‘Who knew dying could be so much fun?’
I am waiting here
to start my life,
I have been waiting
for a long time,
for my life to begin.
Then I found
it was such a waste
to be waiting
to start my life
I could begin it
anytime I wanted
since the permission
for the asking.
I took that permission
and haven’t looked back
there is no time
for waiting any longer.
–W.A. Rump, 1987
The circumstances couldn’t quash the smiles as a small crowd gathered in a little house outside Glenwood Springs on Thursday to grant William Rump’s last wish.
Rump, 72 — though he identifies as ageless — suffers from lung cancer that metastasized to his brain. On Monday, he and his daughter Angela Coulter will fly to Fort Wayne, Indiana, the hometown Rump hasn’t seen in more than 30 years, and visit the sister he’s seen only once in almost as long.
The trip is made possible by the Dream Foundation, a national nonprofit that grants wishes to the terminally ill, and Hospice of the Valley, a local organization dedicated to end-of-life care.
“This process can be more beautiful than you think,” explained hospice social worker Alison Bloom. “There are services there to maximize quality of life, not only for the patient, but for family, friends and the community as well.”
Hospice of the Valley has worked to grant dying wishes before, but this is the organization’s first time working with the Dream Foundation, which will cover plane tickets, accommodations and more. Bloom, along with cancer center social worker Diane Carnoali, helped put the application together, and had the honor of presenting the tickets to Rump and Coulter.
Known to many by his pen name W.A. Rump, the former writer for the Fort Wayne News Sentinel, Oklahoma radio personality and Vietnam veteran came to Colorado in 2006 when his daughter got a job in the area. He took up painting with everything but paintbrushes, penned two as-yet unpublished novels, and continued writing poetry on an old Underwood typewriter.
Although he has a passion for family history, Rump said he never really felt close to his family. His mother died during a family vacation when he was 8 — too young to visit her in the hospital in those days. He didn’t see his sister, Beverly, for almost 20 years. When she tried to come up to visit earlier this year, her heart started bothering her at the Denver airport and the visit turned into a short reunion in a Denver hospital.
“That was the first time I really felt close to my sister,” Rump recalled. “It made me really want to go see her again.”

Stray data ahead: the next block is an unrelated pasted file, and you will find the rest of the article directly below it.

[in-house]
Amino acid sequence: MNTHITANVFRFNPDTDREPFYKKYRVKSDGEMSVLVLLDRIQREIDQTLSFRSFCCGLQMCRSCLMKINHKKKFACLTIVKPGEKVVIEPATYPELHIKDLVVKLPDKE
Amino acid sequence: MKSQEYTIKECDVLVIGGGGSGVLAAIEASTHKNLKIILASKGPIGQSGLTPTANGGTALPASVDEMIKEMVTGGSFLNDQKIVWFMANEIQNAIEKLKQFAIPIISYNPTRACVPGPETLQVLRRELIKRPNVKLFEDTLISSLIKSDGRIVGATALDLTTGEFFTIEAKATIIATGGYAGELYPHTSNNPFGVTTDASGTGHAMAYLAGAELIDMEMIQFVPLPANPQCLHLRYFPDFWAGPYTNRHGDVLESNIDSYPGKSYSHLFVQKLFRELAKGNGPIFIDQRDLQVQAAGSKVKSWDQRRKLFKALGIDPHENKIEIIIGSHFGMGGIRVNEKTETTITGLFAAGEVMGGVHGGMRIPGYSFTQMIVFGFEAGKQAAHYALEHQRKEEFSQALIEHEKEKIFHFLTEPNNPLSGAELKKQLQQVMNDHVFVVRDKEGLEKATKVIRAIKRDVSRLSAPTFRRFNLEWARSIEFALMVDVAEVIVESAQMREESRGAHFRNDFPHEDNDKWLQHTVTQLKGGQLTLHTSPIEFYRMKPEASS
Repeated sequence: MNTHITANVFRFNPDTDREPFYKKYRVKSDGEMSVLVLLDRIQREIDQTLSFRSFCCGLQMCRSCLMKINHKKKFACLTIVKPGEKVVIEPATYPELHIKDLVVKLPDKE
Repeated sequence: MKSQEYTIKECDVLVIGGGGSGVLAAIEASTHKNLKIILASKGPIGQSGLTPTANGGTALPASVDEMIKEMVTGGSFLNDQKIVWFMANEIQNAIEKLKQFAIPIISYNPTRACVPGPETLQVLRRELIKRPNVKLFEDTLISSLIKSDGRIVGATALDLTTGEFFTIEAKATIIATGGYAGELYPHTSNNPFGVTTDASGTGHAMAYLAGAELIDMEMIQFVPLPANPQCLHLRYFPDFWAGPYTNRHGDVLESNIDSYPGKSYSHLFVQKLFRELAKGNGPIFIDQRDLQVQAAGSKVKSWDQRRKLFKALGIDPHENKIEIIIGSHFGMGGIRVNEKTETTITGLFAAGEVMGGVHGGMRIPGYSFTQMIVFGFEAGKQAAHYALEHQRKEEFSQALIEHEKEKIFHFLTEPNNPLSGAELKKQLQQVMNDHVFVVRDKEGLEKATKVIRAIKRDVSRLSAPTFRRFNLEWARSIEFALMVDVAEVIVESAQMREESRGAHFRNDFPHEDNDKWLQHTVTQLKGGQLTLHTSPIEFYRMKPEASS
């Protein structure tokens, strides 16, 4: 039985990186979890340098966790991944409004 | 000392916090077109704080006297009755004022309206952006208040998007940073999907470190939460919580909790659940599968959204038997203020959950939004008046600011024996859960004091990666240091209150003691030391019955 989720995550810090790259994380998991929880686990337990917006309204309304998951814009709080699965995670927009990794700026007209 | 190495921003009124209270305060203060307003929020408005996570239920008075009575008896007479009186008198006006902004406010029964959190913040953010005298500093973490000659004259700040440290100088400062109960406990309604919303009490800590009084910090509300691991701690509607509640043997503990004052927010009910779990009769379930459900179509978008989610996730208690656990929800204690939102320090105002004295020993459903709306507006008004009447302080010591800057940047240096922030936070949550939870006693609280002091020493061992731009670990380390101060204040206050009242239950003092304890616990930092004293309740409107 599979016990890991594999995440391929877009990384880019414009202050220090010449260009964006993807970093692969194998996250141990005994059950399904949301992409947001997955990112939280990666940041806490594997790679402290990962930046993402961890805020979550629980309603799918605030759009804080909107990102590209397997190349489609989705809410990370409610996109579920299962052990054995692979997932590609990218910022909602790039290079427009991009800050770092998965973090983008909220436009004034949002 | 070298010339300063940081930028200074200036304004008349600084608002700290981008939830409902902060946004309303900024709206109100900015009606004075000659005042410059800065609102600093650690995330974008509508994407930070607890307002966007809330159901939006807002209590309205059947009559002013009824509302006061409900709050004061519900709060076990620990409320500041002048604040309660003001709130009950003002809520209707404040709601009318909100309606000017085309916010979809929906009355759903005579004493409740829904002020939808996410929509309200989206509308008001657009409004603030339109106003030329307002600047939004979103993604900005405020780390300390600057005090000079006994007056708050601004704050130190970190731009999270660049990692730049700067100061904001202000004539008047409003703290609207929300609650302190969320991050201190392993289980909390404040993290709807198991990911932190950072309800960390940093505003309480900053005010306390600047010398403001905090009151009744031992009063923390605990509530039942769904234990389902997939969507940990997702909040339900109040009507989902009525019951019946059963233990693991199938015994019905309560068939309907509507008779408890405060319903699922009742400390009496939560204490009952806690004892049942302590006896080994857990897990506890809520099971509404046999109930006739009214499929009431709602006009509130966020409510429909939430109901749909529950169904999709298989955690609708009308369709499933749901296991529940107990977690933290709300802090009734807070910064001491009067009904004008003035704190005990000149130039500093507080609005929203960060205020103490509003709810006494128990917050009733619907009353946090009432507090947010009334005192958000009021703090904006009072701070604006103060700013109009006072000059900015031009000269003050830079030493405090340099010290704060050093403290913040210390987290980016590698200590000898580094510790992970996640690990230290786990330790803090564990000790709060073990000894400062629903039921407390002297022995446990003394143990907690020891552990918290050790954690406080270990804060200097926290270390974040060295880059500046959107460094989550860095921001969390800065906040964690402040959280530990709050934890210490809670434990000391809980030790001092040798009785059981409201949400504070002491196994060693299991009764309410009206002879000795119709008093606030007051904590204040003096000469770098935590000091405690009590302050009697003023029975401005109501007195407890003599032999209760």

He also plans to visit the hospital where he was born, the house where he grew up and the diner where he met Angela’s mother. Perhaps most importantly, he wants to show his daughter his mother’s grave.
“I want to know some of the places so I can carry on the family tree,” Coulter said.
There are probably more dead people to visit than live ones, Rump joked, but that’s nothing new. Coulter remembers visiting as many cemeteries as parks as a little girl, and can recite family history back to the Mayflower.
Perhaps it’s that exposure that allows the family to get through such hard times.
“When you first hear the word ‘cancer’, you know it’s a big deal,” Coulter said. “It wasn’t supposed to do anything, but before we know it he was going through brain surgery.”
The brain tumor left Rump occasionally searching for the right word, or filling in the wrong word in common phrases. The family has turned it into a sort of game — challenging him to tongue twisters and cracking up at some of his more outlandish spoonerisms.
“We’ve had our share of tears, but there’s been a lot of laughter,” Coulter said. “I’ve had the opportunity to create memories to look back on when he’s gone and fill that void.”
“Who knew dying could be so much fun?” she added later.
Rump gives a lot of the credit to his caregivers, both at the hospital and at hospice.
“Everyone just goes out of their way to help you,” he said. “I’ve never experienced such compassion.”
That’s exactly what Bloom is hoping to achieve.
“We’re not good at talking about death,” she said. “Things become less scary the more open you are about them. We get these things out on the table beforehand so that, when the time comes, you can be present in the moment.”
Hospice chaplain Sean Jueng agreed.
“We’re all born with a terminal diagnosis, but we tend to forget it. When you know your time is limited, your dreams become more acute and feel less attainable,” she said. “You can do a lot of living before the dying part.”
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